Democracy Day 2022
At Fresnoland, we’re not neutral about democracy. It fuels our commitment to serve the public, our belief in empowering an active citizenry — and our protection under the First Amendment to do our jobs. In the face of growing anti-democratic efforts, journalists across the country are collaborating today on a project called Democracy Day. We’re highlighting both ongoing anti-democratic efforts and what can be done to stop them. This story is part of those efforts.
Hana Alkhalaf was 25 and a mother of five children when the Syrian civil war started in 2011. On Tuesday, she sobbed as she recounted fleeing from “bombs everywhere” and crossing the border into Jordan where she and her family lived as refugees until they were granted asylum in 2016 by the U.S. government.
She aced her citizenship interview on June 29, six days after giving birth to her eighth child. Alkhalaf said becoming an American citizen means the world, especially for her and her daughters.
“I want to study more. I want to be a nurse. I want to work here, pay taxes, and encourage my daughters to focus on their studies,” Alkhalaf, now 36, said through an interpreter. “Because now we are a family of citizens, we can prove ourselves easily and offer our best to the country that gave us our nationality.”
Alkhalaf has also joined the roster of Fresno County voters and will cast her first ever vote in the November elections. The freedom to express herself, she said, is a privilege she never had, until now.
Alkhalaf is one of seven immigrants, in various stages in their immigration journey, who were interviewed for this story. Of the seven, three have become citizens and cannot wait to cast their votes in November.
While the seven had different reasons for leaving their home countries and have walked diverse paths to where they are at the moment, their dreams are nearly identical – the privilege to live in a secure, stable and free society – and to be part of a democracy.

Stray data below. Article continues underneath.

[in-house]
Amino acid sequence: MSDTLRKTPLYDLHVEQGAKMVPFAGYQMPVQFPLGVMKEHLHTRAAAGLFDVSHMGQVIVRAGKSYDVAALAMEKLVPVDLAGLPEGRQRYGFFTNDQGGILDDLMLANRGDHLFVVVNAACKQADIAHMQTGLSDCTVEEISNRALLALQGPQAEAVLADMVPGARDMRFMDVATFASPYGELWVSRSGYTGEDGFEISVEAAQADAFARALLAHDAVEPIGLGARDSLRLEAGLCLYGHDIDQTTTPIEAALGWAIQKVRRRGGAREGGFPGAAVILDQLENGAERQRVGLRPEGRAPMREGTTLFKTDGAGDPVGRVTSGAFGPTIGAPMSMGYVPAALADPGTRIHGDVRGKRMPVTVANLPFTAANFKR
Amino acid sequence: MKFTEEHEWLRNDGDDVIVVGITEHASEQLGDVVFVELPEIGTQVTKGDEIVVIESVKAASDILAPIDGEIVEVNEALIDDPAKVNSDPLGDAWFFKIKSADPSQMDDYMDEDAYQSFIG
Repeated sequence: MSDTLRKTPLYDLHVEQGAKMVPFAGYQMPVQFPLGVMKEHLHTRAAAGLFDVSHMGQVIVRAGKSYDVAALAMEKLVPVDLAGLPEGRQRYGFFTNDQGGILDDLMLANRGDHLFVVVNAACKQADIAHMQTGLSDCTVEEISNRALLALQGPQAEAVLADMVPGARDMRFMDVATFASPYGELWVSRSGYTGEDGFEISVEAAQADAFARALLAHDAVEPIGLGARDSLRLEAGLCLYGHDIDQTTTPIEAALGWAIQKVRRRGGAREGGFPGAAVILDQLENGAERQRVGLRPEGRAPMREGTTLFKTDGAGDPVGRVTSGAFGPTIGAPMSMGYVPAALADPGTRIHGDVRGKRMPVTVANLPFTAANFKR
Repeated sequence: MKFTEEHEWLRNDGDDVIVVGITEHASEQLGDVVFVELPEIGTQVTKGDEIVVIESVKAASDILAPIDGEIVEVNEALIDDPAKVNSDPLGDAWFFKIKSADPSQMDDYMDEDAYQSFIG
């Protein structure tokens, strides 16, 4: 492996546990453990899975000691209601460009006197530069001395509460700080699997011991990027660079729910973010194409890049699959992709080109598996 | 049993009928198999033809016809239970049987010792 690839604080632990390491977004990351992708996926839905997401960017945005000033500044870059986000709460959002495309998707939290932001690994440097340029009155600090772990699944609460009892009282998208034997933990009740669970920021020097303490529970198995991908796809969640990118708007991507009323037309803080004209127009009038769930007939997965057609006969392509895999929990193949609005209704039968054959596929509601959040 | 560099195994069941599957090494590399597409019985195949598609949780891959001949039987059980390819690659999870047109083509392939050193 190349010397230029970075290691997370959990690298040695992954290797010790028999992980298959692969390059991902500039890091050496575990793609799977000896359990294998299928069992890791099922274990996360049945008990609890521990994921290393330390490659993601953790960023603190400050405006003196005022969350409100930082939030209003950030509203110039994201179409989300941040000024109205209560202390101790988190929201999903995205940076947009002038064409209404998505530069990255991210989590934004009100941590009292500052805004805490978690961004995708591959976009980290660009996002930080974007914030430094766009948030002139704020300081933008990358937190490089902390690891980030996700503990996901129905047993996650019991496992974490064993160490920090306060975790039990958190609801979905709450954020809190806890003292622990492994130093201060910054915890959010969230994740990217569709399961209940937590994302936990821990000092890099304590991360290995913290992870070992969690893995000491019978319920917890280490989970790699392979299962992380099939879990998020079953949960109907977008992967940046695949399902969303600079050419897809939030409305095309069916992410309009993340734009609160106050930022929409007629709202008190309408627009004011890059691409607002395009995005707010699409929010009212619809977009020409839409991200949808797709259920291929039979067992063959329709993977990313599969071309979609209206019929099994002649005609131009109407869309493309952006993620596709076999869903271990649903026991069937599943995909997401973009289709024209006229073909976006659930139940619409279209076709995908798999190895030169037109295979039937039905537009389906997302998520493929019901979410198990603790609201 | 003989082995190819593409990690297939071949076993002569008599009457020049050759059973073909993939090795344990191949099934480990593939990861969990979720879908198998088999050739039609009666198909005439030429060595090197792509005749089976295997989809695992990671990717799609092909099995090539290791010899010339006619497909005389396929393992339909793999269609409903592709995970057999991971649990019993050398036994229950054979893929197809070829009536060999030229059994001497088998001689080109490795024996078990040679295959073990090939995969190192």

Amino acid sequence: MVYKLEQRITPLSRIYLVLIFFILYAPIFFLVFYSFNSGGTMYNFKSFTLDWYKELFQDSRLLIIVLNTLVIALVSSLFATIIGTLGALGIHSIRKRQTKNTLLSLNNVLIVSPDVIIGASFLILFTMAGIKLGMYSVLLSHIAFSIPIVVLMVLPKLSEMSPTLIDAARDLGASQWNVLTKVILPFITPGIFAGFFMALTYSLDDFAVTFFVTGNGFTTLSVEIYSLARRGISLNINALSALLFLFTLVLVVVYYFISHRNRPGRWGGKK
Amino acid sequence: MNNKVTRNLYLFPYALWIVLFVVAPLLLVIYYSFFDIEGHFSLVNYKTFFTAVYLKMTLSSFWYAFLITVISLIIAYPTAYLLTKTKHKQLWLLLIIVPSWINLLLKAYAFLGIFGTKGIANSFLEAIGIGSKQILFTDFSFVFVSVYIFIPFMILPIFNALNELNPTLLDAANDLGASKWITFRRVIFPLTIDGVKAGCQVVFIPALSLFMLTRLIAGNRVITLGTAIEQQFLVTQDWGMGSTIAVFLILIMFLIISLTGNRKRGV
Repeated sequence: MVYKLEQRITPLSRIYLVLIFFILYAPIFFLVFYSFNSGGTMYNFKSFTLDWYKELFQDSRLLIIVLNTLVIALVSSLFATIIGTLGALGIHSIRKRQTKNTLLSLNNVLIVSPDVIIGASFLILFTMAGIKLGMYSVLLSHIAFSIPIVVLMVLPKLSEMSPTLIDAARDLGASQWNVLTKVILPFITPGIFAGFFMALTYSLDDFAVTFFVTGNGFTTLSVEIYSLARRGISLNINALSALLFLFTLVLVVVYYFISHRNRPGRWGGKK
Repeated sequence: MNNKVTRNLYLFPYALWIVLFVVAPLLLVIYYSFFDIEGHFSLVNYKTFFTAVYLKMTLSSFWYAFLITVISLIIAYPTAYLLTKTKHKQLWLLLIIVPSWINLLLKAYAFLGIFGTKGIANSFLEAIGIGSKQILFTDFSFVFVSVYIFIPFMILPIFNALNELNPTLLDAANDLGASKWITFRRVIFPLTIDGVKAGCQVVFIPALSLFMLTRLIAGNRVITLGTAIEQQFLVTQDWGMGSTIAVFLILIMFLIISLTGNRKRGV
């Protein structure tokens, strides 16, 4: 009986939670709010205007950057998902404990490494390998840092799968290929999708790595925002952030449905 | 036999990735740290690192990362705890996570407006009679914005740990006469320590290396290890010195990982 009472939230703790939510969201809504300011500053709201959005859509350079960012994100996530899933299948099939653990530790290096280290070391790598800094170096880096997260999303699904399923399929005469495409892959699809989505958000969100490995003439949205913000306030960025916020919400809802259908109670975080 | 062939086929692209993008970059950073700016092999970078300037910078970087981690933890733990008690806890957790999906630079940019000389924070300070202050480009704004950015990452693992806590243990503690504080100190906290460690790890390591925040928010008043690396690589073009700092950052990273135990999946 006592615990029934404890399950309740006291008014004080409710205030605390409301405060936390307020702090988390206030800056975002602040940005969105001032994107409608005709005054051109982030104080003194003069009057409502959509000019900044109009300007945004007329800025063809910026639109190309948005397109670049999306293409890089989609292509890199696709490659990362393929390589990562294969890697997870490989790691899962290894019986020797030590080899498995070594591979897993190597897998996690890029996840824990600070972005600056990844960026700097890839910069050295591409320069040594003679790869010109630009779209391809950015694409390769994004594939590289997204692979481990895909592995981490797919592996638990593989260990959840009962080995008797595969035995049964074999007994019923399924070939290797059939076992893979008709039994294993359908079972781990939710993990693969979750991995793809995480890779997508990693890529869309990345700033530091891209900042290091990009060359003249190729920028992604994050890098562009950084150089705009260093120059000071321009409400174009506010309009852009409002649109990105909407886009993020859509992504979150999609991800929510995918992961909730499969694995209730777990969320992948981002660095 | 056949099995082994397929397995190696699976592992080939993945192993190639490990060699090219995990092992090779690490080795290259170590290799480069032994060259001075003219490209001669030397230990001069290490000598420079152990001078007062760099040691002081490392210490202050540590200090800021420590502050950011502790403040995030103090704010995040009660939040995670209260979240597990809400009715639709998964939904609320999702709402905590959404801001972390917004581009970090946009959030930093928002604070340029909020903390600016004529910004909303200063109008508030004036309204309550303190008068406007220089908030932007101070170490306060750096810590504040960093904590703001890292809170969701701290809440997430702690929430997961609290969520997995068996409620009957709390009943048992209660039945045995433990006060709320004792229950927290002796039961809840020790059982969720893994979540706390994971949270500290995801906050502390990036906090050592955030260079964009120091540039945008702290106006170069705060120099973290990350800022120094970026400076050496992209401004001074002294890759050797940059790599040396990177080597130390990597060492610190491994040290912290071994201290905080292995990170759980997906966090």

Their yearning for democracy is in the details of the stories they tell, of treacherous journeys and mountains of paperwork for the U.S. Citizenship and Immigration Services, of several denials and even threats of deportation, but mostly of a willingness to abandon everything familiar and even an eagerness to step into an alien culture and language, forfeiting family and sacred bonds.
Alkhalaf last saw her mother and siblings when they were separated in the Jordanian refugee camp more than six years ago.
Why do they come?
For Clarissa Petrucci, special projects coordinator for the Central Valley Immigrant Integration Collaborative, leaving Mexico, her home country, was less tumultuous than Alkhalaf’s, but still daunting. Still, she knew she had to leave when things started “to get a little dangerous.”
Petrucci said she did not want to continue to live with the degradation of women which was commonplace. “Women are not treated the same. You had to live with those types of sexist comments, and things that will be considered sexual harassment here is normal. So I was not feeling comfortable.”
Already employed by the Mexican government, she sought a transfer to a consulate in the U.S. where she met and married her husband, an American; they have two children.